Emory Law Journal


Jonathan Turley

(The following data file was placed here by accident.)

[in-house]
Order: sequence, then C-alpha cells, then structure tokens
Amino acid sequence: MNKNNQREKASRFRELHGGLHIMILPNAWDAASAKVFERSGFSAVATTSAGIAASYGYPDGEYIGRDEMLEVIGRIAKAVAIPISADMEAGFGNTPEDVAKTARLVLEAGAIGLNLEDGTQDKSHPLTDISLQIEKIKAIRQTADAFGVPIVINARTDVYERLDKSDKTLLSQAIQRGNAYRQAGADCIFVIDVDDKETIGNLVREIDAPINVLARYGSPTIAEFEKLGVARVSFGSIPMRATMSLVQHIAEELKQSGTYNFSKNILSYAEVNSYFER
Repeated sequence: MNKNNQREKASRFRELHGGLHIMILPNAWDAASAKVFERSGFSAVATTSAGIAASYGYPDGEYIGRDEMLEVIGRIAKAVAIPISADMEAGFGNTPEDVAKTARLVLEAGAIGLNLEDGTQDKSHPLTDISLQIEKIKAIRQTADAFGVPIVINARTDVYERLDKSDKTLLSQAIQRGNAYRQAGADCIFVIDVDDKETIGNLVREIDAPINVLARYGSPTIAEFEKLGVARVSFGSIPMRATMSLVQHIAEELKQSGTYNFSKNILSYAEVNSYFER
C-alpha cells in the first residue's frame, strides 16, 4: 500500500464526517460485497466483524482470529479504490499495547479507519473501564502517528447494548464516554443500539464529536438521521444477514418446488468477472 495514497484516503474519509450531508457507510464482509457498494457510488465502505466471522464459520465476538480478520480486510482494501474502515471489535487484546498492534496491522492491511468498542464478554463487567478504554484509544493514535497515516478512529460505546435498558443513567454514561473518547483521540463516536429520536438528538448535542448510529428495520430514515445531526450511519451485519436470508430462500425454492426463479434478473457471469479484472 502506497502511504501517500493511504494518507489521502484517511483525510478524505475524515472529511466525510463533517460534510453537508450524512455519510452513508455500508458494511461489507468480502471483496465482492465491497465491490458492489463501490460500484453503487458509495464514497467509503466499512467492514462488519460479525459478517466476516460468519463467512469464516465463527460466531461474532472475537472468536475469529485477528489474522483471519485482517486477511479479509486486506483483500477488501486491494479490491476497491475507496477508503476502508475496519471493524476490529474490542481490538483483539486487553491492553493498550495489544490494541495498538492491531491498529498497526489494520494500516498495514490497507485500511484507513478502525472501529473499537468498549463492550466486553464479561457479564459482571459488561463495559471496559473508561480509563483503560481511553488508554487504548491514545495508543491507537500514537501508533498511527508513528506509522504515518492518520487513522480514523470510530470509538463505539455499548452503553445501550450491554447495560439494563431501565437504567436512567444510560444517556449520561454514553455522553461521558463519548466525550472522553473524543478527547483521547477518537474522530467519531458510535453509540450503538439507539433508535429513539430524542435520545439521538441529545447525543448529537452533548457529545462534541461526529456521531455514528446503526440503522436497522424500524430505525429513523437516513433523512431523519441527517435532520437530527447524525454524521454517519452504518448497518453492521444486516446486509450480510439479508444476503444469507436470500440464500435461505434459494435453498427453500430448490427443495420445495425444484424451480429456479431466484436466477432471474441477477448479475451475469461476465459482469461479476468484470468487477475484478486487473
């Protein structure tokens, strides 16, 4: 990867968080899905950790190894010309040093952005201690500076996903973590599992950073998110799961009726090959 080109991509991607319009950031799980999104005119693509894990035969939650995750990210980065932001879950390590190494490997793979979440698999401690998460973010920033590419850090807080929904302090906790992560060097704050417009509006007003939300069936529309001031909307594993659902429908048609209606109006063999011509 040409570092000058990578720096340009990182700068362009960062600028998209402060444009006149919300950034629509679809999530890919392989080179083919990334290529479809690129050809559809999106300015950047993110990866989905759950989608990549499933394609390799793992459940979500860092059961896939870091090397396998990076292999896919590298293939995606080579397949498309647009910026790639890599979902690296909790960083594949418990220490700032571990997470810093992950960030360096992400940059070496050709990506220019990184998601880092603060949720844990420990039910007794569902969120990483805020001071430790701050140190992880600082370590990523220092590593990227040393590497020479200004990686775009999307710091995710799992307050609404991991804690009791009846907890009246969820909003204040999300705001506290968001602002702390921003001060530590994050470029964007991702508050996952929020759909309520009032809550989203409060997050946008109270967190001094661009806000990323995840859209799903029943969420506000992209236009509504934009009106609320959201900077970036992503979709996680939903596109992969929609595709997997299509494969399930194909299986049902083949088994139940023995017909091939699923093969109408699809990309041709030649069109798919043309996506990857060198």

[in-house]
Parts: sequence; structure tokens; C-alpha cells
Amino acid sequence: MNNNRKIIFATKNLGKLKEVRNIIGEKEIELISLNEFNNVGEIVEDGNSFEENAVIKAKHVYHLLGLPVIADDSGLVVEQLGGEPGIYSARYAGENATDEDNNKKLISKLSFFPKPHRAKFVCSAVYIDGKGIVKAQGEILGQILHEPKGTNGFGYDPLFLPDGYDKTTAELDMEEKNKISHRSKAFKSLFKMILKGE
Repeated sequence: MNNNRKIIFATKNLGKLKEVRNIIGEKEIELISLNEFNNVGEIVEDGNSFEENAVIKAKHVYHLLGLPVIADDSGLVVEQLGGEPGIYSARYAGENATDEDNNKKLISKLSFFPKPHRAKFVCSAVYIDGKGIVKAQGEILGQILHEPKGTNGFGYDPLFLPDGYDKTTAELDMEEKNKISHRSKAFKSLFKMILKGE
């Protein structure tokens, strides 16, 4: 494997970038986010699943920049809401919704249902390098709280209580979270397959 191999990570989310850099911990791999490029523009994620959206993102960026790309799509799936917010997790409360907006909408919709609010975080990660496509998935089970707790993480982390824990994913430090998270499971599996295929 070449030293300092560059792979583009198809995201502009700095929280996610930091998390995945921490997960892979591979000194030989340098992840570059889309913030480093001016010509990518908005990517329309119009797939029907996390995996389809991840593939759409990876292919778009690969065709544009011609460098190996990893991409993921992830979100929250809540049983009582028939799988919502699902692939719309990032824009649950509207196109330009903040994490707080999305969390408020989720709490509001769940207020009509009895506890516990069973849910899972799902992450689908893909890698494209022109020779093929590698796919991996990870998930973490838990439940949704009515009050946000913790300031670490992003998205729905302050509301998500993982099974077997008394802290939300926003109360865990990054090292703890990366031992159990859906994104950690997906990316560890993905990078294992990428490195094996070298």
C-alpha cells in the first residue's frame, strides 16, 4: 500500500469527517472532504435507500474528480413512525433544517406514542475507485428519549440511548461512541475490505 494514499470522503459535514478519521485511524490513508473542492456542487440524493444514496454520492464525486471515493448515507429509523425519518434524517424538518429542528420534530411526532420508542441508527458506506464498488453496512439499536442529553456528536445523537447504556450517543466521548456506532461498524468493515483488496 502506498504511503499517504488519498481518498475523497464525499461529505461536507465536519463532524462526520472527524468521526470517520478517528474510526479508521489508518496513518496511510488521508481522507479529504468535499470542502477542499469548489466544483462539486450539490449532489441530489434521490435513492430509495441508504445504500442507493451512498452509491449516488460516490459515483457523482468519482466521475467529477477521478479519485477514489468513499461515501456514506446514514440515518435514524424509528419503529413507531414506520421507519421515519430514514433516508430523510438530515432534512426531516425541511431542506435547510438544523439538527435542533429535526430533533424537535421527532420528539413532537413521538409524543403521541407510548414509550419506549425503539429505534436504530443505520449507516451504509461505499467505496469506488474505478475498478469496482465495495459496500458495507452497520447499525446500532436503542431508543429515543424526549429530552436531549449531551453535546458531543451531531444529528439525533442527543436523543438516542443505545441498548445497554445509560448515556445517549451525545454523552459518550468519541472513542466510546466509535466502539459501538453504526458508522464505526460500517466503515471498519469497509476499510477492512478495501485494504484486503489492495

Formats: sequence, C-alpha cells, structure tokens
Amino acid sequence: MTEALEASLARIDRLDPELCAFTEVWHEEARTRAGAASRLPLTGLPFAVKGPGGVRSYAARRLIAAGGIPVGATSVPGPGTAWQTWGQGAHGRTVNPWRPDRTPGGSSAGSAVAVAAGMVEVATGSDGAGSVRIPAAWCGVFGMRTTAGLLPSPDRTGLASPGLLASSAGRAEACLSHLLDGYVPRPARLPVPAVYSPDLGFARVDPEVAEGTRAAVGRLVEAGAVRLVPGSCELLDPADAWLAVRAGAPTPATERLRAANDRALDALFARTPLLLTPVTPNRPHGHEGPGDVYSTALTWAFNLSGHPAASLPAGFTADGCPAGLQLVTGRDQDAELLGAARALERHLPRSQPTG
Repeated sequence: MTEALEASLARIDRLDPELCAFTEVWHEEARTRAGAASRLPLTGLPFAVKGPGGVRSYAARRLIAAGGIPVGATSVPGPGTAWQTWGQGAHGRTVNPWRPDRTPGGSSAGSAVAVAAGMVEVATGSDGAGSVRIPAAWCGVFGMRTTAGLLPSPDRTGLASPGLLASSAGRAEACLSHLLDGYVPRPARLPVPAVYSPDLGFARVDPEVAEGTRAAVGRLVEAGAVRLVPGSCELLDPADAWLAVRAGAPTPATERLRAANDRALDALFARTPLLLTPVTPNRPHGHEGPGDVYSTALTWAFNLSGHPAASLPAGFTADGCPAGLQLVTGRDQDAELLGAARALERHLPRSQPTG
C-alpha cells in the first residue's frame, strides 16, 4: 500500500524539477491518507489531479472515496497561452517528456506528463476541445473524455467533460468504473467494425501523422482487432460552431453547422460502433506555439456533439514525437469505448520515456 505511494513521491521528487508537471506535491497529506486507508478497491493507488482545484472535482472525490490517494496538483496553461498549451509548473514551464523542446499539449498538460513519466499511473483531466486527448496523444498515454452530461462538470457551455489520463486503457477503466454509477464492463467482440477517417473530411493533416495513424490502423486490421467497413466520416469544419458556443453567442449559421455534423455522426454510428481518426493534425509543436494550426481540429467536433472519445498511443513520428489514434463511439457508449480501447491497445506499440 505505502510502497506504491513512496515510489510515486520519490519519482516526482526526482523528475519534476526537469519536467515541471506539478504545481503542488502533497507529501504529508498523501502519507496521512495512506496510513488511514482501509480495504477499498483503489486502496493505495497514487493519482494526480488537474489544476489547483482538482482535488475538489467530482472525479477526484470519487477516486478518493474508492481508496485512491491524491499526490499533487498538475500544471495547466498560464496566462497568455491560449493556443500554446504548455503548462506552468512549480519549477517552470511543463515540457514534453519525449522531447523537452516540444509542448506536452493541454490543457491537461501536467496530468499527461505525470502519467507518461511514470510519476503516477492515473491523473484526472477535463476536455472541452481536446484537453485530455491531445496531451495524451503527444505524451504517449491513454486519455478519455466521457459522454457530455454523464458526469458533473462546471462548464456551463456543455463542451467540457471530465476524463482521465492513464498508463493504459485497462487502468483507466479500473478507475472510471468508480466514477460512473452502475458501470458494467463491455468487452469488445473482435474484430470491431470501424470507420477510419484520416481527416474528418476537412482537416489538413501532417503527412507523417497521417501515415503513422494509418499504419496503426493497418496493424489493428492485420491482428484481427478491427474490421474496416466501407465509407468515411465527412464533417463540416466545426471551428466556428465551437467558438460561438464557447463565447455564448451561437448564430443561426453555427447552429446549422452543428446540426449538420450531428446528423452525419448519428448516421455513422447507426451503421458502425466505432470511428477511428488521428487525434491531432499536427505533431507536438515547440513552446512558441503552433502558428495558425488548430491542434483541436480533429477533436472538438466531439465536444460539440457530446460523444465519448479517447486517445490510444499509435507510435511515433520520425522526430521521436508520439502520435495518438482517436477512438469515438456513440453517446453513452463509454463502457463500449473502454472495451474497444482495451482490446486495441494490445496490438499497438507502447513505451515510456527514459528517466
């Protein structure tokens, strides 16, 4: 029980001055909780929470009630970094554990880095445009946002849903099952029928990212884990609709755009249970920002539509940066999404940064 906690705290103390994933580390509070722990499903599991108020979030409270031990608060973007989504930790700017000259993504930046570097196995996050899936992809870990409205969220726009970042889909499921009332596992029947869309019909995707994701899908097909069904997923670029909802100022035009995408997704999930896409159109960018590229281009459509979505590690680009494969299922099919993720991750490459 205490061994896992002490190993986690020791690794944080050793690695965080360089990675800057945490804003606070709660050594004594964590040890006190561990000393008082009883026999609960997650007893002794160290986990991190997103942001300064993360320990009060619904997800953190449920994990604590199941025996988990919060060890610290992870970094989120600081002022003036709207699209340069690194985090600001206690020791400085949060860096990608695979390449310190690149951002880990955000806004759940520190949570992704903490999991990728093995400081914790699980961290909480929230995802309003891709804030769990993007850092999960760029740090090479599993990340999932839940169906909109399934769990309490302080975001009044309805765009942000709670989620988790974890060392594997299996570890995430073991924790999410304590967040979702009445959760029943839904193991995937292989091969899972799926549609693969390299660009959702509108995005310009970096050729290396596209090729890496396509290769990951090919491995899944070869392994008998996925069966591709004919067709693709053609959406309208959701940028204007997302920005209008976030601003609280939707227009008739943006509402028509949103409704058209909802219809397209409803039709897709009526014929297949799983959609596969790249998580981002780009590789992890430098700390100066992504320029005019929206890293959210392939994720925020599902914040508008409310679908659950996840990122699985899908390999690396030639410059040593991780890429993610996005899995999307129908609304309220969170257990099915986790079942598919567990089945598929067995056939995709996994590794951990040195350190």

In this Article, Professor Turley explores the concept of social harm in the context of two recent cases in the United States and Canada over the criminalization of polygamy. The cases not only resulted in sharply divergent conclusions in striking down and upholding such laws respectively, but they offered strikingly different views of the concept of harm in the regulation of private consensual relations. Professor Turley draws comparisons with the debate over morality laws between figures like Lord Patrick Devlin and H.L.A. Hart in the last century. Professor Turley argues that the legal moralism of figures like Devlin have returned in a different form as a type of ¿compulsive liberalism¿ that seeks limitations on speech and consensual conduct to combat sexism and other social ills. The alternative, advocated in this Article, is the adoption of a Millian approach to harm that requires a more concrete form of injury or harm to justify individual choice. In what he calls the ¿Loadstone Rock¿ of constitutional analysis, the definition of harm continues to dictate the outcome of the conflict between individual choice and social mores.